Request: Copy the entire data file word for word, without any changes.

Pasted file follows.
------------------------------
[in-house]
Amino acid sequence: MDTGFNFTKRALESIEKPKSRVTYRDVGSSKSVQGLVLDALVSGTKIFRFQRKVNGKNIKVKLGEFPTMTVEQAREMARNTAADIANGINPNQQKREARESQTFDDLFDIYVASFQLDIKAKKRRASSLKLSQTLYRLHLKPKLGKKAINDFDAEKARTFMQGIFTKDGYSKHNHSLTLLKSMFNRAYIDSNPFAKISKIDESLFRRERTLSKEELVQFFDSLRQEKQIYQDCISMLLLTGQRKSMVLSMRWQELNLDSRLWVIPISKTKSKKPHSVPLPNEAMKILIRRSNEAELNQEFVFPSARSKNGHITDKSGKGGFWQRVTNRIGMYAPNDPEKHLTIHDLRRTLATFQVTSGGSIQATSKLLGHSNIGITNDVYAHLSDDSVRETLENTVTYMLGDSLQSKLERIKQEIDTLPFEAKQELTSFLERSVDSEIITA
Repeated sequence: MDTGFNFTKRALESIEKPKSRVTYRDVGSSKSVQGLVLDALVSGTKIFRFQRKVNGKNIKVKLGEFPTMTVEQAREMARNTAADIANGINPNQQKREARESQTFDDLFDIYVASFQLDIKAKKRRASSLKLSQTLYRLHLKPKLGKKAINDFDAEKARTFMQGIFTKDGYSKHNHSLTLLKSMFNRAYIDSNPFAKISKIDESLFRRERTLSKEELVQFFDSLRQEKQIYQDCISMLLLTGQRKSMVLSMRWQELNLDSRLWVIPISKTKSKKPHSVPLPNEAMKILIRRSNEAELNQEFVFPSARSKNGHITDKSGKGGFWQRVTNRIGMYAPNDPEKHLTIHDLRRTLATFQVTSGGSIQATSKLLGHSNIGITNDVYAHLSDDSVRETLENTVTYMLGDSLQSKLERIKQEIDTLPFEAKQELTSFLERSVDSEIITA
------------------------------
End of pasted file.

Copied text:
[in-house]
Amino acid sequence: MDTGFNFTKRALESIEKPKSRVTYRDVGSSKSVQGLVLDALVSGTKIFRFQRKVNGKNIKVKLGEFPTMTVEQAREMARNTAADIANGINPNQQKREARESQTFDDLFDIYVASFQLDIKAKKRRASSLKLSQTLYRLHLKPKLGKKAINDFDAEKARTFMQGIFTKDGYSKHNHSLTLLKSMFNRAYIDSNPFAKISKIDESLFRRERTLSKEELVQFFDSLRQEKQIYQDCISMLLLTGQRKSMVLSMRWQELNLDSRLWVIPISKTKSKKPHSVPLPNEAMKILIRRSNEAELNQEFVFPSARSKNGHITDKSGKGGFWQRVTNRIGMYAPNDPEKHLTIHDLRRTLATFQVTSGGSIQATSKLLGHSNIGITNDVYAHLSDDSVRETLENTVTYMLGDSLQSKLERIKQEIDTLPFEAKQELTSFLERSVDSEIITA
Repeated sequence: MDTGFNFTKRALESIEKPKSRVTYRDVGSSKSVQGLVLDALVSGTKIFRFQRKVNGKNIKVKLGEFPTMTVEQAREMARNTAADIANGINPNQQKREARESQTFDDLFDIYVASFQLDIKAKKRRASSLKLSQTLYRLHLKPKLGKKAINDFDAEKARTFMQGIFTKDGYSKHNHSLTLLKSMFNRAYIDSNPFAKISKIDESLFRRERTLSKEELVQFFDSLRQEKQIYQDCISMLLLTGQRKSMVLSMRWQELNLDSRLWVIPISKTKSKKPHSVPLPNEAMKILIRRSNEAELNQEFVFPSARSKNGHITDKSGKGGFWQRVTNRIGMYAPNDPEKHLTIHDLRRTLATFQVTSGGSIQATSKLLGHSNIGITNDVYAHLSDDSVRETLENTVTYMLGDSLQSKLERIKQEIDTLPFEAKQELTSFLERSVDSEIITA